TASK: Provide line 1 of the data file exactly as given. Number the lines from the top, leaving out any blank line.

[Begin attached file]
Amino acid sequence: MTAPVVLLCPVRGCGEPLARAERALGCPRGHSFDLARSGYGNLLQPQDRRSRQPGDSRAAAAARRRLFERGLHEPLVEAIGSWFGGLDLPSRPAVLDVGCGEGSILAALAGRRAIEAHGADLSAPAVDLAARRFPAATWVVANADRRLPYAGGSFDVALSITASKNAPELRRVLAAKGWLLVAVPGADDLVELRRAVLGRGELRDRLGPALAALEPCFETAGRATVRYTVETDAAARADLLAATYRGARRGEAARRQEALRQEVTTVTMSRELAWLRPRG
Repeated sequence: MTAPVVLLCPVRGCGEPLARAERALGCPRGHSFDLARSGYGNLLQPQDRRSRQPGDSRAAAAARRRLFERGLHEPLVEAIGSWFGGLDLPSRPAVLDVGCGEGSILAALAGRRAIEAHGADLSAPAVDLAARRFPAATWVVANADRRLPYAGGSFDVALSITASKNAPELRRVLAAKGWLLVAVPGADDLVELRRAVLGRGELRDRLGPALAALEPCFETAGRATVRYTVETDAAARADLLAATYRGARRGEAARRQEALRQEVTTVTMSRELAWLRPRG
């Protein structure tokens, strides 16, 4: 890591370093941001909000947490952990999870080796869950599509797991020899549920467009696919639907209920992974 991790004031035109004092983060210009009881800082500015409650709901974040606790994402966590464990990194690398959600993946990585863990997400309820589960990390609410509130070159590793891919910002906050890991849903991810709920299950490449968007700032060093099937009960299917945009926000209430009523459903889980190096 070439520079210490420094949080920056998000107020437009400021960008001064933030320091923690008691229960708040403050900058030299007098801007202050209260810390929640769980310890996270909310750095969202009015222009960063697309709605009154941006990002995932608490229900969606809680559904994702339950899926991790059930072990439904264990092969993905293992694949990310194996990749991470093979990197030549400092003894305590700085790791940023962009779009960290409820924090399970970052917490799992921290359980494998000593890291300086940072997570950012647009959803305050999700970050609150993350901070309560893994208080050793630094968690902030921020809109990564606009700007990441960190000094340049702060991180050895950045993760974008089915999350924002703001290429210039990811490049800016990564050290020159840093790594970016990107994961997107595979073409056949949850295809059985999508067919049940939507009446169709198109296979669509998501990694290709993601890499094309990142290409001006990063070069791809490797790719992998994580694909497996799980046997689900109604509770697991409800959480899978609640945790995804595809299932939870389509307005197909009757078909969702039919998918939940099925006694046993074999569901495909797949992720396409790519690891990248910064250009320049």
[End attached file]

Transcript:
Amino acid sequence: MTAPVVLLCPVRGCGEPLARAERALGCPRGHSFDLARSGYGNLLQPQDRRSRQPGDSRAAAAARRRLFERGLHEPLVEAIGSWFGGLDLPSRPAVLDVGCGEGSILAALAGRRAIEAHGADLSAPAVDLAARRFPAATWVVANADRRLPYAGGSFDVALSITASKNAPELRRVLAAKGWLLVAVPGADDLVELRRAVLGRGELRDRLGPALAALEPCFETAGRATVRYTVETDAAARADLLAATYRGARRGEAARRQEALRQEVTTVTMSRELAWLRPRG